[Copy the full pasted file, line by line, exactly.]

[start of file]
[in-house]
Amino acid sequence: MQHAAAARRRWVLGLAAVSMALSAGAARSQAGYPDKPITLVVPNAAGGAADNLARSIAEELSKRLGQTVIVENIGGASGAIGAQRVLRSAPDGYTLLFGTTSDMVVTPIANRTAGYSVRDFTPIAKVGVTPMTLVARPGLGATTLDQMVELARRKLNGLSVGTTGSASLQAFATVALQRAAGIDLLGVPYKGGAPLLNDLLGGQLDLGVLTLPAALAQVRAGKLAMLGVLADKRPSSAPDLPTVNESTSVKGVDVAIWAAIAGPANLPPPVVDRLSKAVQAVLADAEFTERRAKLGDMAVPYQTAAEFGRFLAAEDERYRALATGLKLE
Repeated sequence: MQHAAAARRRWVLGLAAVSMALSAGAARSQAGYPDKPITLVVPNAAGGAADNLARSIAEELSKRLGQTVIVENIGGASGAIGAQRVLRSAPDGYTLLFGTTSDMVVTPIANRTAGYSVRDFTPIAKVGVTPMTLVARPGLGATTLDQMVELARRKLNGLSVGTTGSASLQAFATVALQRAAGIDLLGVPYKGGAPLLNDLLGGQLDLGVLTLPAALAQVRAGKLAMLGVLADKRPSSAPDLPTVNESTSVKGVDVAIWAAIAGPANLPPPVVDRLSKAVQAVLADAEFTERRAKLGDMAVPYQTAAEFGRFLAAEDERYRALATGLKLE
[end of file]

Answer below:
[in-house]
Amino acid sequence: MQHAAAARRRWVLGLAAVSMALSAGAARSQAGYPDKPITLVVPNAAGGAADNLARSIAEELSKRLGQTVIVENIGGASGAIGAQRVLRSAPDGYTLLFGTTSDMVVTPIANRTAGYSVRDFTPIAKVGVTPMTLVARPGLGATTLDQMVELARRKLNGLSVGTTGSASLQAFATVALQRAAGIDLLGVPYKGGAPLLNDLLGGQLDLGVLTLPAALAQVRAGKLAMLGVLADKRPSSAPDLPTVNESTSVKGVDVAIWAAIAGPANLPPPVVDRLSKAVQAVLADAEFTERRAKLGDMAVPYQTAAEFGRFLAAEDERYRALATGLKLE
Repeated sequence: MQHAAAARRRWVLGLAAVSMALSAGAARSQAGYPDKPITLVVPNAAGGAADNLARSIAEELSKRLGQTVIVENIGGASGAIGAQRVLRSAPDGYTLLFGTTSDMVVTPIANRTAGYSVRDFTPIAKVGVTPMTLVARPGLGATTLDQMVELARRKLNGLSVGTTGSASLQAFATVALQRAAGIDLLGVPYKGGAPLLNDLLGGQLDLGVLTLPAALAQVRAGKLAMLGVLADKRPSSAPDLPTVNESTSVKGVDVAIWAAIAGPANLPPPVVDRLSKAVQAVLADAEFTERRAKLGDMAVPYQTAAEFGRFLAAEDERYRALATGLKLE